Now, I know that a lot of y'all soccer fans prefer to concentrate on the Vegas show that is the Premiership—you prefer your matches lightning-fast, your clubs steeped in tradition and cash, your championships for sale to shadowy Russian oligarchs. Understandable. Who doesn't love a shadowy Russian oligarch determined to ruin any semblance of competitive integrity? Huge fun.
But the United States does have, lest we forget, what you might call a "domestic game," and not only because many of the players are paid wages that illegal-immigrant maids would scoff at. (Recent reports suggest that some MLS developmental players earn less than $7 an hour.) And even as the European championships spin into gear, our homegrown competitions are reaching their climax. Last night, the US Open Cup—our simulation of the FA Cup, which just happens to be one of the most historic such tournaments on Earth—cut its field to four.
The semifinals, slated for 6 September (the USSF finally managed to carve out fixture dates for its supposed showcase tournament—one small step for man, one giant leap for Soccer House bureaucracy) look pretty tasty. Sadly, there are no lower-division giant-killers in the pack, but the four surviving MLS sides represent the best the league has to offer.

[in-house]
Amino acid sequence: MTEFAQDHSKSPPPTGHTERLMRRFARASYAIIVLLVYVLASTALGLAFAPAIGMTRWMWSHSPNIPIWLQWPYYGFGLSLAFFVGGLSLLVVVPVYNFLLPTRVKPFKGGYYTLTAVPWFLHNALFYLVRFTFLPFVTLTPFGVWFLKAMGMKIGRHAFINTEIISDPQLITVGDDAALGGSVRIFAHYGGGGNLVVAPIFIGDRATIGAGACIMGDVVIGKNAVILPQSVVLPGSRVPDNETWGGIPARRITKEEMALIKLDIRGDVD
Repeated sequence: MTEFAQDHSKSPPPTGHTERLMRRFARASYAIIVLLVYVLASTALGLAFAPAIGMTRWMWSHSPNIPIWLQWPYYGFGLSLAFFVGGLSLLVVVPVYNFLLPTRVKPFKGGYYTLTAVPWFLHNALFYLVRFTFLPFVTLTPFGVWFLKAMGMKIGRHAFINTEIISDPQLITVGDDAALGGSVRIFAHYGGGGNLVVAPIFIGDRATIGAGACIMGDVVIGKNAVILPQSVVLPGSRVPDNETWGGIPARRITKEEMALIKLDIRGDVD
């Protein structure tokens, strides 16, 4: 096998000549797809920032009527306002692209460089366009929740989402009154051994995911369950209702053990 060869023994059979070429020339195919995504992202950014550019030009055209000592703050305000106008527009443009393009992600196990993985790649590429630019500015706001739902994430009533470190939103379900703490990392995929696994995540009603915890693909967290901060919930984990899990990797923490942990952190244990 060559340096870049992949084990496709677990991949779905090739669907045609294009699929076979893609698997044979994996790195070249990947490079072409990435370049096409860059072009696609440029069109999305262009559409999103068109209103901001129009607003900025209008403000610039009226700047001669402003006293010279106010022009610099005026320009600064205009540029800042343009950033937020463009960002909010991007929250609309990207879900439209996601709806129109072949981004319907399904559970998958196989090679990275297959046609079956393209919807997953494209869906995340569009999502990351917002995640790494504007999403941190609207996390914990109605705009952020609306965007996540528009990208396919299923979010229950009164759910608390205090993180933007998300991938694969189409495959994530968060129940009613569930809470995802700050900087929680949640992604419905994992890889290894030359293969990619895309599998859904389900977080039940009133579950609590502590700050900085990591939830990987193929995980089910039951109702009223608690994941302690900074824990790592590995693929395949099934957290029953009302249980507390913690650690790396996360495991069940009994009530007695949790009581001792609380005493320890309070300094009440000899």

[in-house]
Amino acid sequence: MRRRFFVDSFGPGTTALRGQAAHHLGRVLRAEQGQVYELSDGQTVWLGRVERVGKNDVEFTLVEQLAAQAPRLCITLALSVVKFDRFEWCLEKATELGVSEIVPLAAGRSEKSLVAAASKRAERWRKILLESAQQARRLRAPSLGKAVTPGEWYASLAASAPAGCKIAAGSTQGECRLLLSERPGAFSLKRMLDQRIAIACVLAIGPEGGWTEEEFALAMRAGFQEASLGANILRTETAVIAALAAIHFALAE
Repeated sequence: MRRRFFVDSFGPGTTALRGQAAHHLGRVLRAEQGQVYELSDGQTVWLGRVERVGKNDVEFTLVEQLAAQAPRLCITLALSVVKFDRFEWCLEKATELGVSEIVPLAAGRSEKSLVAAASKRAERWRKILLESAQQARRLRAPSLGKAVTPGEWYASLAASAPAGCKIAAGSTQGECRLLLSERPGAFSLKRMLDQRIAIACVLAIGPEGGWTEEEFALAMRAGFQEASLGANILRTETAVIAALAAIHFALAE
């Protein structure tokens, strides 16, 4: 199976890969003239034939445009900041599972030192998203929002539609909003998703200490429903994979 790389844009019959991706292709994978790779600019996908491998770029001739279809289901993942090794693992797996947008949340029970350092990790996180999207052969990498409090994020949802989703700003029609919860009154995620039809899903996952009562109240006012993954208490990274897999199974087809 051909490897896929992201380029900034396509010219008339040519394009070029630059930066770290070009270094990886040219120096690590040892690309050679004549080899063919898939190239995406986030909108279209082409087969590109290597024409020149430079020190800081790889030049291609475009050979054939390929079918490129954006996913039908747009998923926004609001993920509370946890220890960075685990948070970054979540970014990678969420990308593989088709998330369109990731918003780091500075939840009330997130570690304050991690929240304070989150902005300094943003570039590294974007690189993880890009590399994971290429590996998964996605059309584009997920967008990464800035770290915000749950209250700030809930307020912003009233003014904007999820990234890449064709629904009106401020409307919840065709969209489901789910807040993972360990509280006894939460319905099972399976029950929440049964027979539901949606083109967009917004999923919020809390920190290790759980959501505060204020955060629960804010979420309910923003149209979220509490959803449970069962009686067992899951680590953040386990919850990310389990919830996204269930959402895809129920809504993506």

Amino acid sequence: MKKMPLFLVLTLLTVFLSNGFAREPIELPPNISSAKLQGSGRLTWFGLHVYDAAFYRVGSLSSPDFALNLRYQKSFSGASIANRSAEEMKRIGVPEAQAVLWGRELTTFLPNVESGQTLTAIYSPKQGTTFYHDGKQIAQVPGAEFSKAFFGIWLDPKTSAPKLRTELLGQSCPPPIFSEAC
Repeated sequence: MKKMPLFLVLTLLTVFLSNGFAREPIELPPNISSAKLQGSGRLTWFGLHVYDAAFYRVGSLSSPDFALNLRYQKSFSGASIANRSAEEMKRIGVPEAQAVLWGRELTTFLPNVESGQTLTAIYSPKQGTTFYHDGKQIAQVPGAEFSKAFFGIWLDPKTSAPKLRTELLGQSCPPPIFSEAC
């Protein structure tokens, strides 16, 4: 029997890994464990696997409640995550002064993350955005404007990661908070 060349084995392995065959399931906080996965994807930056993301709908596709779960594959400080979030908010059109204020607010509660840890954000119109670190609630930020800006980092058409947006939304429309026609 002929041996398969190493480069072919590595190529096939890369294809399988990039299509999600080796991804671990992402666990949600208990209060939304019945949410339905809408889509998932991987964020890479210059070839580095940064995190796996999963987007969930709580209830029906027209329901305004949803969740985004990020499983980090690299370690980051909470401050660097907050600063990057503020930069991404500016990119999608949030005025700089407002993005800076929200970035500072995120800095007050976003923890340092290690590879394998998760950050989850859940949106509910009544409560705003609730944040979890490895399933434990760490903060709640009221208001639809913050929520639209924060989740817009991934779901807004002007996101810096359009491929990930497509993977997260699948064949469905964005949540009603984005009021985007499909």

The Chicago Fire will take on DC United, a match between the two best-supported clubs in the league. (I'm not talking about raw numbers, here, but rather the crazed & creative passion of Section 8 in Chicago and DC's La Barra Brava and Screaming Eagles.) These two teams have come the closest, in the 11 years of MLS, to establishing bona fide club traditions worthy of comparison to European and Latin American football culture. If the league were judged on authenticity alone, these two sides would play for the championship every year. They also happen to be the only Cup teams I've seen play live. DC is in electrifying form—and seeing them draw Real Madrid only confirmed my admiration for Petr Nowak's boys in black. Chicago is having an up-and-down season, but is very, very dangerous, especially when Portland lad Nate Jaqua fires on all cyls.
I know much less about the Los Angeles Galaxy and the Houston Dynamo (formerly Houston 1836, the San Jose Earthquakes and the San Jose Clash). The Galaxy are thoroughly mediocre defending MLS and Cup champions, but this is probably the best chance for Landon Donovan et al to win a trophy this season, so they'll bring it. Dynamo seems streaky, but has also been the most consistently excellent team over the last few years of league history, despite loads of organizational instability. Dwayne De Rosario, all by himself, lends a singular menace to the Big Orange Thing.
(Isn't it awesome how you can freely interchange singular and plural usage when discussing football teams?)
The US Open Cup is a very cool tournament, but also a sad case of US Soccer failing to take full advantage of its assets. The blazers need to figure out how to put this competition in the spotlight a bit. Until they do, it's up to us nerds to pay attention—to love this little trophy with all our dorky hearts. C'mon! It's worth it!